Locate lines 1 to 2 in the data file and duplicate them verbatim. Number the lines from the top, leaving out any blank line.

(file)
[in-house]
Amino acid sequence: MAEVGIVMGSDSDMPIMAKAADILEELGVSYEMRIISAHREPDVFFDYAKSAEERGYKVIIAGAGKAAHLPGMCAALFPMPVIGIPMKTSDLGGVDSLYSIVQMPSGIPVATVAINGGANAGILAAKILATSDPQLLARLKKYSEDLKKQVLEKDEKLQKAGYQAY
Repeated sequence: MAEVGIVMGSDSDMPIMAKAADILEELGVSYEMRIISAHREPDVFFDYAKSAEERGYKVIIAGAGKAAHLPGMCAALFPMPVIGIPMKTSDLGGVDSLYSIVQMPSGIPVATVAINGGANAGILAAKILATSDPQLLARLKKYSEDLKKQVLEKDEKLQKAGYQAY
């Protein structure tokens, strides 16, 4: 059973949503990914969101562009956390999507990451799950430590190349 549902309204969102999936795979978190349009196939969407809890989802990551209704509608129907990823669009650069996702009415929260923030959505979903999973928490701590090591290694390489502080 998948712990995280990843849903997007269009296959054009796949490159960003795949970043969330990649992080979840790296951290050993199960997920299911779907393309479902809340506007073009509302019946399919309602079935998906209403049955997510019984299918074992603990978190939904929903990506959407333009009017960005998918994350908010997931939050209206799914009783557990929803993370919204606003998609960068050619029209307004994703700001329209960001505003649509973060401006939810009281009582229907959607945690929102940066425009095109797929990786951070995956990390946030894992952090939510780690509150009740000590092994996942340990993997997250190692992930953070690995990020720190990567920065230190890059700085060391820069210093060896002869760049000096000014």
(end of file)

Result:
[in-house]
Amino acid sequence: MAEVGIVMGSDSDMPIMAKAADILEELGVSYEMRIISAHREPDVFFDYAKSAEERGYKVIIAGAGKAAHLPGMCAALFPMPVIGIPMKTSDLGGVDSLYSIVQMPSGIPVATVAINGGANAGILAAKILATSDPQLLARLKKYSEDLKKQVLEKDEKLQKAGYQAY